Right now, because virus numbers have risen in Cochise County, the DAV office at Cochise College’s downtown campus is closed, Hohman said. But employees are working and helping veterans both by phone and virtually with referrals and other information.
“We did open our offices (for a short time), but the (COVID-19) numbers are going up and down,” Hohman said.
The onset of the virus also has changed the DAV’s walk-in policy for veterans. Before the pandemic struck, veterans could just walk in without an appointment, Hohman said. But that sometimes created a line of people waiting to be helped.
“Even when we’re open, we’re now asking people to make an appointment so we can avoid those lines,” Hohman said.
An appointment can be made via phone or email, Hohman said. The number is (520) 458-0307; the email address is firstname.lastname@example.org.
At the VFW, 549 Veterans Drive, no appointment is necessary. The facility, a community center of sorts, is allowed to operate at 50 percent capacity and so far no one has been turned away.
“Their main thing is comradery,” Hohman said.
At the moment, 35 people are allowed in the canteen area and about 100 in the facility’s main hall. If more than 35 show up at the canteen, the main hall is used for overflow, Hohman said. The VFW also is providing take-out dinners, but anyone seeking that human contact can eat there too.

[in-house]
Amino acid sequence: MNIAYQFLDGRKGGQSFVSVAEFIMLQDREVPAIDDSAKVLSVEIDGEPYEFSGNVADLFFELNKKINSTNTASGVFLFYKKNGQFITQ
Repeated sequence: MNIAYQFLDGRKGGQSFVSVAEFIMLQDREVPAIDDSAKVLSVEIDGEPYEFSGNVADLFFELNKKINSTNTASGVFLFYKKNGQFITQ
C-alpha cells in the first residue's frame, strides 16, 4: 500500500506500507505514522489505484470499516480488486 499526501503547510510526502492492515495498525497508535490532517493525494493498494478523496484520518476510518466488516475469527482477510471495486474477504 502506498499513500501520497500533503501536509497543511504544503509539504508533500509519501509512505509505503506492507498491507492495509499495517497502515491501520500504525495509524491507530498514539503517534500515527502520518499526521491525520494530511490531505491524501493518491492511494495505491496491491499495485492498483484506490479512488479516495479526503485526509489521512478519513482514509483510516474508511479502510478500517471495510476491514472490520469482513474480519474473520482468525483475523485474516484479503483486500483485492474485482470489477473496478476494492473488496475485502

“If someone wants to eat in the canteen (for companionship) they can, as long as they practice social distancing,” Hohman said.
Booking the main hall for private events is allowed, but the gatherings are limited to less than 50 people. Hohman said the center is cleaned daily in accordance with health guidelines. The number for the VFW is (520) 458-2803.
On the national front, the pandemic has sparked a jump in “remote mental health care use among veterans,” an article in MilitaryTimes shows.
According to the MilitaryTimes story, because medical appointments were cancelled at VA healthcare facilities and veterans were forced into “self-isolation” courtesy of COVID-19, remote mental health care “check-ins and consultations” went from 40,000 in February to 154,000 in March, the article states.
Veterans Affairs officials quoted in the article said mental health appointments were conducted through online video chats with physicians and those increased from about 20,000 in February to 34,000 in March. The article said 2,700 online video group therapy appointments were conducted in March, a nearly 200 percent increase from the previous month.
The article also says VA officials have reported significant increases in veterans’ use of the Veterans Crisis Line, but not necessarily because of suicidal thoughts. Instead, numerous veterans and family members have called for information on existing resources or for help obtaining alternative mental health care programs.
The Centers for Disease Control also addresses the care of veterans during COVID-19.
On its website, the CDC says: “Veterans may experience worry or anxiety about their risk for contracting COVID-19 or about their ability to get recommended care. Fear or concern about the impact of COVID-19 on physical health and daily life may contribute to the onset of or worsen existing mental health problems. In addition, the COVID-19 pandemic may increase stress for many service members and veterans making an already-challenging transition from military to civilian life because access to resources may be limited.”
Hohman agreed: “Right now, people are dying for human connection.”